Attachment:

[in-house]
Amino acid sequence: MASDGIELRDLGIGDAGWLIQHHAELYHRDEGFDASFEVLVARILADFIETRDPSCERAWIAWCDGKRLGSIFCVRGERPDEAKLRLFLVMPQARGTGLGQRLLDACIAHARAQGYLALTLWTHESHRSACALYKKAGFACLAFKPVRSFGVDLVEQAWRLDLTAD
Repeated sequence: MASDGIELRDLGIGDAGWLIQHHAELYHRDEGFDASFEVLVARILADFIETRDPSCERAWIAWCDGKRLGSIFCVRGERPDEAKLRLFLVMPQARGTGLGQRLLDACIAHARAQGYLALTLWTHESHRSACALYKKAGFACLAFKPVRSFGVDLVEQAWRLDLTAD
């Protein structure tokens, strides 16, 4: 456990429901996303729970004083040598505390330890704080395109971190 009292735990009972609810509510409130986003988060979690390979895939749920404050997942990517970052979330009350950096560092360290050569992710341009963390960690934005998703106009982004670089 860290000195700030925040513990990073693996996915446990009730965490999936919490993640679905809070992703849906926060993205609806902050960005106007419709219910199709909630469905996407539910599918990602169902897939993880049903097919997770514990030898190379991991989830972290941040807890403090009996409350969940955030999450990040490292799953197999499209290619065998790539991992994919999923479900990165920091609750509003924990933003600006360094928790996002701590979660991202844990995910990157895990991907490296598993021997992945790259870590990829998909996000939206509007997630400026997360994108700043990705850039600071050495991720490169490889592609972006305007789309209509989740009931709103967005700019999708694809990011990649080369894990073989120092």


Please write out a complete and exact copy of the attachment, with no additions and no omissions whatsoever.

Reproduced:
[in-house]
Amino acid sequence: MASDGIELRDLGIGDAGWLIQHHAELYHRDEGFDASFEVLVARILADFIETRDPSCERAWIAWCDGKRLGSIFCVRGERPDEAKLRLFLVMPQARGTGLGQRLLDACIAHARAQGYLALTLWTHESHRSACALYKKAGFACLAFKPVRSFGVDLVEQAWRLDLTAD
Repeated sequence: MASDGIELRDLGIGDAGWLIQHHAELYHRDEGFDASFEVLVARILADFIETRDPSCERAWIAWCDGKRLGSIFCVRGERPDEAKLRLFLVMPQARGTGLGQRLLDACIAHARAQGYLALTLWTHESHRSACALYKKAGFACLAFKPVRSFGVDLVEQAWRLDLTAD
């Protein structure tokens, strides 16, 4: 456990429901996303729970004083040598505390330890704080395109971190 009292735990009972609810509510409130986003988060979690390979895939749920404050997942990517970052979330009350950096560092360290050569992710341009963390960690934005998703106009982004670089 860290000195700030925040513990990073693996996915446990009730965490999936919490993640679905809070992703849906926060993205609806902050960005106007419709219910199709909630469905996407539910599918990602169902897939993880049903097919997770514990030898190379991991989830972290941040807890403090009996409350969940955030999450990040490292799953197999499209290619065998790539991992994919999923479900990165920091609750509003924990933003600006360094928790996002701590979660991202844990995910990157895990991907490296598993021997992945790259870590990829998909996000939206509007997630400026997360994108700043990705850039600071050495991720490169490889592609972006305007789309209509989740009931709103967005700019999708694809990011990649080369894990073989120092």